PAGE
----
The Bidhaa Sasa business model is built around rural women’s needs. It offers a tailored credit approach that makes relevant technologies for households and farming more accessible and affordable. Low-income rural women, who form the majority of Bidhaa Sasa’s customers, are typically unbanked and lack their own collateral. With the use of the group liability model, they can acquire both life improvement products and agricultural tools via payment plans for goods that typically save time or money (solar saves kerosene, LPG gas saves time, stoves save wood or charcoal, and the quality of indoor air and health of a family improves when using both technologies) while keeping credit risks low.

The model does not require collateral (the products act as collateral) and there are no credit checks conducted because most clients, particularly women, tend not to have credit histories. However, the social capital of clients that exists in villages is leveraged to ensure timely repayment. Clients are typically organised in groups of at least five and share the liability since all act as cross-guarantors. This group liability model is well understood by women who are already very active in several self-help or socially-minded groups.

This intervention enables rural households to improve their productivity at home and in their farms through ownership and use of relevant technologies. For example, an improved cookstove uses less than half the charcoal the user would normally use saving them up to $200 per year. In addition, the use of solar technology and improved cookstoves reduces or eliminates the use of non-sustainable fuels like kerosene and charcoal.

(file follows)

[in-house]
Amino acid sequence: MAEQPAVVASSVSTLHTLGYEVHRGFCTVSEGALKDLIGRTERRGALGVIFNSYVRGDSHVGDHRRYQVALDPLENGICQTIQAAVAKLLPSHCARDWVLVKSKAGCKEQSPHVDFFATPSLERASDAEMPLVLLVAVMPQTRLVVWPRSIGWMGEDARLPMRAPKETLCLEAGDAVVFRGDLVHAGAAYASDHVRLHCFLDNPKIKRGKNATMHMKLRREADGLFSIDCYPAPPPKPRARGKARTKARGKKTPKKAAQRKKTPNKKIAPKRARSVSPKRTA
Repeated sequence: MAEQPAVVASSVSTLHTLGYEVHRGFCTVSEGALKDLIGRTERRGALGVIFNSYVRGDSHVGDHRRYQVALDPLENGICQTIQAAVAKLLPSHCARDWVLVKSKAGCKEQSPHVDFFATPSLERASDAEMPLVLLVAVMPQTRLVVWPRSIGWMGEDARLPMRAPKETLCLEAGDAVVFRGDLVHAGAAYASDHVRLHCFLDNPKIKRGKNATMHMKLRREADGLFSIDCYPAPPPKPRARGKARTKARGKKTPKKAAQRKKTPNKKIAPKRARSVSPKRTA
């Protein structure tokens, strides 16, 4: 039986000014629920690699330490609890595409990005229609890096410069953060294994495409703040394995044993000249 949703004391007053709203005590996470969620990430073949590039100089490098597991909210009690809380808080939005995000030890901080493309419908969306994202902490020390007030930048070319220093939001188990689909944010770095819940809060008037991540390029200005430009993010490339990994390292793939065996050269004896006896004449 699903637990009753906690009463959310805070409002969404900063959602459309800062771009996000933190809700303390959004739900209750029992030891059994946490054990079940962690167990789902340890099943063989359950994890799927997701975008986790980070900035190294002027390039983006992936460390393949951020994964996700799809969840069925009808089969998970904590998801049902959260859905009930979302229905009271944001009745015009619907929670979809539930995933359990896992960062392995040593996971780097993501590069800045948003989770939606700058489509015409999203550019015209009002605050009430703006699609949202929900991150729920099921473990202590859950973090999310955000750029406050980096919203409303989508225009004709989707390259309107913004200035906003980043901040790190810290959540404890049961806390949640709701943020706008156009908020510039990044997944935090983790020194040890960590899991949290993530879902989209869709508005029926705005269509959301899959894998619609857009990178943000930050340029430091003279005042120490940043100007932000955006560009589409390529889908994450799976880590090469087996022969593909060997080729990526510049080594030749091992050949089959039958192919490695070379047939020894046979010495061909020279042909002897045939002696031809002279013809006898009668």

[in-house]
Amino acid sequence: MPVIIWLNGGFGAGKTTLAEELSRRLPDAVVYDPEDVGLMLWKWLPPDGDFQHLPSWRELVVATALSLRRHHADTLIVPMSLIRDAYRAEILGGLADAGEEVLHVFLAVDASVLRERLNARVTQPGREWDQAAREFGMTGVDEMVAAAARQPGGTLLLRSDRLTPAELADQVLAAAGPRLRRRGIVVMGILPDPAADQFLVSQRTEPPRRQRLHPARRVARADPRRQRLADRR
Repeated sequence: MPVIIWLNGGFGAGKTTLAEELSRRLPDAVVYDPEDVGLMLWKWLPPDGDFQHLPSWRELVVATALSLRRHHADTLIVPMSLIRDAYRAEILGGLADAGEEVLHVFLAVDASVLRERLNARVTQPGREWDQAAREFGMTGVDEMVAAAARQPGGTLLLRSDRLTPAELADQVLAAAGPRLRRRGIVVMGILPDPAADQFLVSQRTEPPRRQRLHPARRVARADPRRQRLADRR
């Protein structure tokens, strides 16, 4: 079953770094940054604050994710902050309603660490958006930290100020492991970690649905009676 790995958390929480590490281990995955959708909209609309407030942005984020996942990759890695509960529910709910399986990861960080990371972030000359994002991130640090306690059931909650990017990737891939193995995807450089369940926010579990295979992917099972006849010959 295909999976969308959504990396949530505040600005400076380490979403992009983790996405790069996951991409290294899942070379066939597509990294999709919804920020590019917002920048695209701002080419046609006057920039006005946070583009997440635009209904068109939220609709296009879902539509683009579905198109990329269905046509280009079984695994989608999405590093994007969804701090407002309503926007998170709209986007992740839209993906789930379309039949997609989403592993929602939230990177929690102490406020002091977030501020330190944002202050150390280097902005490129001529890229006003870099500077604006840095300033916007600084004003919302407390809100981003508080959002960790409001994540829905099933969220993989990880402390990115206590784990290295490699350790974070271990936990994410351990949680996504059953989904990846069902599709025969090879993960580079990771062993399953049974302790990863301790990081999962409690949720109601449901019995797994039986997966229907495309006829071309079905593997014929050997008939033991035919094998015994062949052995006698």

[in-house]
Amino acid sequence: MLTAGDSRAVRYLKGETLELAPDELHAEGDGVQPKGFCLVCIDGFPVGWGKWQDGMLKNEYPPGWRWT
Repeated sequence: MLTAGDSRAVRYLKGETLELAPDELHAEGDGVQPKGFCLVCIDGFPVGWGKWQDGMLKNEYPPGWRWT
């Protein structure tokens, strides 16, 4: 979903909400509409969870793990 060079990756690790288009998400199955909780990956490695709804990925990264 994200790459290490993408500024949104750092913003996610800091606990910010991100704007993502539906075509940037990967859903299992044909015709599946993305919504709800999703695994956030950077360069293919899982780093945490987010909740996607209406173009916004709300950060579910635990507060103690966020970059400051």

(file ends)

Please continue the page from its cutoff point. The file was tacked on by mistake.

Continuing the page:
The quality of indoor air and health of the family improves when using solar for lighting and improved cookstoves for cooking. In rural Uganda for example, a single efficient charcoal stove can avoid 3 tonnes of CO2 emissions each year when continuously used.

From a climate adaptation perspective, Bidhaa Sasa also provides Purdue Improved Crop Storage (PICS) bags also known as hematic bags as part of their product portfolio. Hematic bags are an affordable and effective approach to minimising post-harvest losses for farmers. Hermetic storage is airtight and works by restricting organisms such as insects and microorganisms that can damage stored commodities from thriving in its internal atmosphere by keeping its oxygen levels low. Hermetic storage is also flood-proof.

The Impact
Over a two-year period, Bidhaa Sasa has been able to support 2,206 low-income customers access energy saving equipment and climate adaptation agricultural tools. Canvases and hematic bags accounted for the biggest proportion (42 percent) of the goods sold. Over 50 percent of Bidha Sasa’s customers have been women. The overall loan payment performance over the period stood at an average of 10.6 percent PAR >30 with the female slightly lower at 7.2 percent PAR >30.

It is clear from the case of Bidhaa Sasa that social networks within rural communities once integrated with mobile money technology can deliver positive climate adaptation and mitigation solutions for both rural households and their farms.


[1] The index summarizes a country vulnerability to climate change and other challenges in combination with its readiness to improve resilience.
[2] The International Organization for Migration (IOM), 2021
[3] Financial Protection Forum, 2019. VSLA: Village Savings and Loan Associations.